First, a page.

“Charlie, can you see?” asks the man.
Charlie and his father sit in their seats, left center, on the balcony level. It’s the boy’s first opera, “The Magic Flute.”
The orchestra is set up in an exposed pit. To the father and Charlie the orchestra appears tiny, like little plastic army figures holding instruments instead of weapons.
The father points, “Charlie, can you see? Stage right we have the 1st violin and cello, stage left, viola, 2nd violin. Bass, clarinet, bassoon, harps in the middle, with percussion, trumpets, piano at the back, hidden behind that little wall.”
The boy is fascinated not by the instruments, but the players. “Are those people?” Charlie asks.
“Yes!” the dad replies, maybe a little too excitedly for theater patrons nearby, who give him snooty scowls. He continues, “The Musical Meat Orchestra. One of the only human orchestras who still perform.”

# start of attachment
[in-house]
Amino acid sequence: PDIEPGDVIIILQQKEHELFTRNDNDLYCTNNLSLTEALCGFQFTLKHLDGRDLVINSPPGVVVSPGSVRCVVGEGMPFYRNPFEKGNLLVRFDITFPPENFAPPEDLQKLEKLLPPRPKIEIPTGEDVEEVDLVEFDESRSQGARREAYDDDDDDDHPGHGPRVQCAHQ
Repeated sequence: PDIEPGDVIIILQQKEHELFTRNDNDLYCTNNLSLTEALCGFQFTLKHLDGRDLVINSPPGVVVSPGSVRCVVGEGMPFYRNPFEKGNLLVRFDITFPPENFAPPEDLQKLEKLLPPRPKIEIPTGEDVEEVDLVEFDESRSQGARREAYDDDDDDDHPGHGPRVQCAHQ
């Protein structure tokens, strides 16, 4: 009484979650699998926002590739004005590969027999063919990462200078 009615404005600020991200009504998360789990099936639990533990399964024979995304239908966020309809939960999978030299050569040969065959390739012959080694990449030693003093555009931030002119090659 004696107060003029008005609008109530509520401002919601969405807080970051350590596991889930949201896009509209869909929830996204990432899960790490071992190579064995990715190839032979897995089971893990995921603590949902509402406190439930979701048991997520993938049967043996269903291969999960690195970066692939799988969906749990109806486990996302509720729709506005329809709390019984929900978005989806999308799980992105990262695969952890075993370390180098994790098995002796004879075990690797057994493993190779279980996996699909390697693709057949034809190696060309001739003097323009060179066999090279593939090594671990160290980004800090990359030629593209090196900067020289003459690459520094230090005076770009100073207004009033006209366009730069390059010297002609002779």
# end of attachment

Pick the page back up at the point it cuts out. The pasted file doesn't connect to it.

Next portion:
The boy looks sad. “It’s okay, Charlie,” says the dad, “The synthetics do a better job, but I think it’s important, historically, for you to see this once. So you know what it was like before.”
Charlie nods and asks, “How long ago were the human orchestras?”
“Oh, I don’t know,” the man pauses, “They were pretty common when I was a kid, so maybe 30 years ago or so? It wasn’t until I was a teen—just a bit older than you—that they started to phase out completely after the tech breakthroughs of the geometric era.”
Charlie frowns a little, squinting to see the front of the stage. The father follows Charlie’s stare.
“Oh,” the father says, “The chicken tube, as usual, operates as the conductor.”
Charlie gives his dad his best critical eyes.
“The chicken tubes aren’t just for managing our home security, they power almost everything,” the dad says, “Can you see how it moves inside the tube?” he points.
Charlie squints as hard as he can, “Yes?”
“That’s the cooling system you can see moving, the chicken tube itself is always obscured.”
“Oh,” says Charlie, clearly confused, “But why is it in front?”
“Tradition,” the dad says. “Tradition” being the father’s codeword for “I have no idea.”
Charlie leans back in his seat, guarded, suspecting his father of tall tales. Before Charlie can think it through, the lights go down.
“The Magic Flute” begins. Charlie relaxes into his seat. The father wonders how he’ll explain the suicide scene when it comes up.